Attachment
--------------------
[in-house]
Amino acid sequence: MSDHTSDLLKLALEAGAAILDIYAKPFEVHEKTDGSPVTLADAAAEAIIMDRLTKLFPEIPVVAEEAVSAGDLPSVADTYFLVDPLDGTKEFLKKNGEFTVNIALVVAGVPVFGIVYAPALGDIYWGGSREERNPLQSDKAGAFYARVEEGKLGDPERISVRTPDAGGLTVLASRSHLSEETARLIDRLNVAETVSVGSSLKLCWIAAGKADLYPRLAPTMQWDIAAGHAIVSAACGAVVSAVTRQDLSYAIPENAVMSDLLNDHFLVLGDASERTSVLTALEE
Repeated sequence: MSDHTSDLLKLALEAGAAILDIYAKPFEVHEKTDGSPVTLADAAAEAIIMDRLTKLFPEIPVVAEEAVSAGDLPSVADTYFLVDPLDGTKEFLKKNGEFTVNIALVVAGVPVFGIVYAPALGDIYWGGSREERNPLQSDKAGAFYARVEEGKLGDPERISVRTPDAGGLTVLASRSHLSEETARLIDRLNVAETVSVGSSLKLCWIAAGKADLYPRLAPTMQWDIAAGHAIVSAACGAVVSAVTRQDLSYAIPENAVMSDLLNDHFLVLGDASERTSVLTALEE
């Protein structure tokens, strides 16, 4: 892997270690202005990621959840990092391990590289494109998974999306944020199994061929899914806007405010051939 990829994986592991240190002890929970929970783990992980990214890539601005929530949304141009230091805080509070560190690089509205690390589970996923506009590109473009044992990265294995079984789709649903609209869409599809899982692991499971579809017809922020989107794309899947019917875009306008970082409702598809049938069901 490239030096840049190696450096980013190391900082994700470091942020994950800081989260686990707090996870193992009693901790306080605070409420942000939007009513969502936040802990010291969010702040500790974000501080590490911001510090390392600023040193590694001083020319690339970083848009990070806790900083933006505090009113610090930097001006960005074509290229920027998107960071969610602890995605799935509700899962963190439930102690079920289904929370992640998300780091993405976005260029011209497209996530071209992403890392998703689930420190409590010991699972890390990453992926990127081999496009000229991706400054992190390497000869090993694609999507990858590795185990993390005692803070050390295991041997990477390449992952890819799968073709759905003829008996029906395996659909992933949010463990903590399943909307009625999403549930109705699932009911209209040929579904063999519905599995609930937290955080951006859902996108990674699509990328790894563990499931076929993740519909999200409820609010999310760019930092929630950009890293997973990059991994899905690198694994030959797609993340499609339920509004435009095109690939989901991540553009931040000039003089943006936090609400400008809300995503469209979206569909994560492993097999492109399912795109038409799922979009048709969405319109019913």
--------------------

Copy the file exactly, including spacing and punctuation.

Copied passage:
[in-house]
Amino acid sequence: MSDHTSDLLKLALEAGAAILDIYAKPFEVHEKTDGSPVTLADAAAEAIIMDRLTKLFPEIPVVAEEAVSAGDLPSVADTYFLVDPLDGTKEFLKKNGEFTVNIALVVAGVPVFGIVYAPALGDIYWGGSREERNPLQSDKAGAFYARVEEGKLGDPERISVRTPDAGGLTVLASRSHLSEETARLIDRLNVAETVSVGSSLKLCWIAAGKADLYPRLAPTMQWDIAAGHAIVSAACGAVVSAVTRQDLSYAIPENAVMSDLLNDHFLVLGDASERTSVLTALEE
Repeated sequence: MSDHTSDLLKLALEAGAAILDIYAKPFEVHEKTDGSPVTLADAAAEAIIMDRLTKLFPEIPVVAEEAVSAGDLPSVADTYFLVDPLDGTKEFLKKNGEFTVNIALVVAGVPVFGIVYAPALGDIYWGGSREERNPLQSDKAGAFYARVEEGKLGDPERISVRTPDAGGLTVLASRSHLSEETARLIDRLNVAETVSVGSSLKLCWIAAGKADLYPRLAPTMQWDIAAGHAIVSAACGAVVSAVTRQDLSYAIPENAVMSDLLNDHFLVLGDASERTSVLTALEE
């Protein structure tokens, strides 16, 4: 892997270690202005990621959840990092391990590289494109998974999306944020199994061929899914806007405010051939 990829994986592991240190002890929970929970783990992980990214890539601005929530949304141009230091805080509070560190690089509205690390589970996923506009590109473009044992990265294995079984789709649903609209869409599809899982692991499971579809017809922020989107794309899947019917875009306008970082409702598809049938069901 490239030096840049190696450096980013190391900082994700470091942020994950800081989260686990707090996870193992009693901790306080605070409420942000939007009513969502936040802990010291969010702040500790974000501080590490911001510090390392600023040193590694001083020319690339970083848009990070806790900083933006505090009113610090930097001006960005074509290229920027998107960071969610602890995605799935509700899962963190439930102690079920289904929370992640998300780091993405976005260029011209497209996530071209992403890392998703689930420190409590010991699972890390990453992926990127081999496009000229991706400054992190390497000869090993694609999507990858590795185990993390005692803070050390295991041997990477390449992952890819799968073709759905003829008996029906395996659909992933949010463990903590399943909307009625999403549930109705699932009911209209040929579904063999519905599995609930937290955080951006859902996108990674699509990328790894563990499931076929993740519909999200409820609010999310760019930092929630950009890293997973990059991994899905690198694994030959797609993340499609339920509004435009095109690939989901991540553009931040000039003089943006936090609400400008809300995503469209979206569909994560492993097999492109399912795109038409799922979009048709969405319109019913």